In addition to the release of Watershed, 2017 will see Amelia Curran’s first literary publication, a collection of lyrics and other notes, confirmed for the new year via Breakwater Books.
Six Shooter Records is proud to release Watershed on March 10, 2017.
Drawing stories from her travels, loves, and losses, the collection of 10 songs off Andrea Ramolo’s new album NUDA ooze with “naked” vulnerability. Produced by Michael Timmins (The Cowboy Junkies), NUDA brings about rich tones, ambient colours, raw narratives, depth and soul. Ramolo brought together a who’s who of the industry into The Hangar studio including Josh Finlayson (bass), Ray Farrugia (drums), Jason Sniderman (keys), Aaron Goldstein (pedal steel), Faye Blais (vocals), along with Andy Maize and Matt Epp, who are each featured on duets. The companion version of the same songs, entitled Da Sola (meaning by myself ), was produced by her pal, Faye Blais. For Ramolo NUDA is a metamorphosis. She continues; “It was written during an exceptionally dark time where I was painfully shedding pieces of who I thought I was… as an artist, as a lover, as a woman. I wanted the project to unabashedly expose that process; that battle with ego and identification in an attempt to just be… to reveal all my cuts and bruises in this process of becoming. It’s rare these days to stand in front of people naked, alone, and without filter. I thought I’d shovel out my insides for listeners in my never‐ending attempt to connect because all of us on this earth have two things in common: love and pain.”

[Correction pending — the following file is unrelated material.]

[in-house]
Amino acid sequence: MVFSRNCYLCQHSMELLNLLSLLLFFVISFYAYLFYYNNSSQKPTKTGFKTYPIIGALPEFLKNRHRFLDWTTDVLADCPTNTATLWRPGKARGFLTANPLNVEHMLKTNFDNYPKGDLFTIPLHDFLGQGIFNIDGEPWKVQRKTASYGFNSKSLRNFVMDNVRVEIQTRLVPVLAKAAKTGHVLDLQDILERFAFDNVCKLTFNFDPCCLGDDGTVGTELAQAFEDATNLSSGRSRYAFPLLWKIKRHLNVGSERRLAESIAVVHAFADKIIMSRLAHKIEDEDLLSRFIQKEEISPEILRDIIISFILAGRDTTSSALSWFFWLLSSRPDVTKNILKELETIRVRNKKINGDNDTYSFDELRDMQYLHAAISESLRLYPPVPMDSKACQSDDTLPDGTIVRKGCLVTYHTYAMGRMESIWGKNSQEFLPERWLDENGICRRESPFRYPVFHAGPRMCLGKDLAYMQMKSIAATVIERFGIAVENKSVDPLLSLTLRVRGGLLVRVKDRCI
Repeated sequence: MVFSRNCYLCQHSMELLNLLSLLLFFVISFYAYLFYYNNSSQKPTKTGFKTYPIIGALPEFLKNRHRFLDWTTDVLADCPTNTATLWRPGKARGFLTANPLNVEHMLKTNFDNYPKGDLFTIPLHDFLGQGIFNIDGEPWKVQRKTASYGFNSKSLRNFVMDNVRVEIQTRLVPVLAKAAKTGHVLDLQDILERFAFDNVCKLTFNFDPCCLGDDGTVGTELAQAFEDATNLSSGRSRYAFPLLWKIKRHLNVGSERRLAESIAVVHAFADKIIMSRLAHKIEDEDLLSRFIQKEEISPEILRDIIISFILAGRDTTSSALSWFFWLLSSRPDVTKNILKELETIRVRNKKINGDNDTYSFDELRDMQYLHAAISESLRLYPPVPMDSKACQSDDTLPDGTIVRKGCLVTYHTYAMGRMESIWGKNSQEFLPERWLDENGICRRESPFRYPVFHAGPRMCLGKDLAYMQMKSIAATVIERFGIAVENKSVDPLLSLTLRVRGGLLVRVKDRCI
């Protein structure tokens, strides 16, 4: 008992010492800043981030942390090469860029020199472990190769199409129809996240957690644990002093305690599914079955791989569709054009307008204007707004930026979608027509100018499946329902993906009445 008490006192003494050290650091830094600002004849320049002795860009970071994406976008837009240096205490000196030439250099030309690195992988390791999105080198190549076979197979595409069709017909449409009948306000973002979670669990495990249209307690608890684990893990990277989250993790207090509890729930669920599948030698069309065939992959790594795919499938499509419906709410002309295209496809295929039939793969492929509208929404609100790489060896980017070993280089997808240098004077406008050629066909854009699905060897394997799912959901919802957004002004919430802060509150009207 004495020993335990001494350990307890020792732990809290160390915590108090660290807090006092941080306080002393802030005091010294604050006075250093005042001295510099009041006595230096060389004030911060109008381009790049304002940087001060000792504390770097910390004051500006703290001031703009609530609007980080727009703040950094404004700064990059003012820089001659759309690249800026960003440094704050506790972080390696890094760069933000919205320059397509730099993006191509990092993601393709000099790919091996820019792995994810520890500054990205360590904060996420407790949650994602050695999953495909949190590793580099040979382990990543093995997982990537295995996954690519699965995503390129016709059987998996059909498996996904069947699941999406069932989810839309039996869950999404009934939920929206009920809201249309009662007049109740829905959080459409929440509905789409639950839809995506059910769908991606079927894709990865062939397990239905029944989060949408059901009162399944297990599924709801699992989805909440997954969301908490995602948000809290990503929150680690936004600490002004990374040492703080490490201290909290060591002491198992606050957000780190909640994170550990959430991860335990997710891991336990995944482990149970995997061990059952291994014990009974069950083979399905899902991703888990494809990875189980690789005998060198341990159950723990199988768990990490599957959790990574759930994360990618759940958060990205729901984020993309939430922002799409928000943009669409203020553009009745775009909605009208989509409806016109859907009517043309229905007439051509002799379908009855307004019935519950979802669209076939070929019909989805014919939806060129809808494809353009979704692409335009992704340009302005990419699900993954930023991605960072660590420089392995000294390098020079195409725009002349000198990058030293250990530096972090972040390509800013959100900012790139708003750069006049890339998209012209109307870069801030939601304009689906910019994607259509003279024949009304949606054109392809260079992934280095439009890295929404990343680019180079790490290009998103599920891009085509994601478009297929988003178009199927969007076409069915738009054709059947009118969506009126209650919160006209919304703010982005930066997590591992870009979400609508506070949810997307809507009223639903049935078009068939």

Born in Toronto to Italian immigrants ‐ hence the cover of the Italian love song Caruso on NUDA ‐ Ramolo began her artistic life as a dancer and actress, but picked up the guitar in 2003 when her mom was going through breast cancer treatment “to heal myself and do something productive.” The rudimentary country‐folk tracks ended up on her 2008 debut, Thank You For The Ride. She followed it up in 2011 with the Tim Thorney‐produced The Shadows and the Cracks, which earned her a nomination at the Canadian Folk Music Awards. She then formed Scarlett Jane with Cindy Doire and spent five years extensively touring behind two albums, 2012’s Stranger and 2015’s eponymous offering, earning accolades from press and fellow musicians across the country and two more CFMA nominations. She has shared the stage with Gordon Lightfoot, Ron Sexsmith, Adam Cohen, Lee Harvey Osmond, Blackie & The Rodeo Kings and more.
What the press have been saying:
“she’s never sounded so soulful” – Toronto Star
“this is a work of remarkable depth, powerful emotion, breathtaking honesty, and almost inescapable sadness” ‐ Music Life Magazine
“Her lyrics…are passionate, vulnerable, and honest.” ‐CBCMusic.ca
“Every once in a while along comes an album that grabs you by your soul. It penetrates you and makes you want even more. Andrea Ramolo’s new album, NUDA, is such.” ‐ Canadian Beats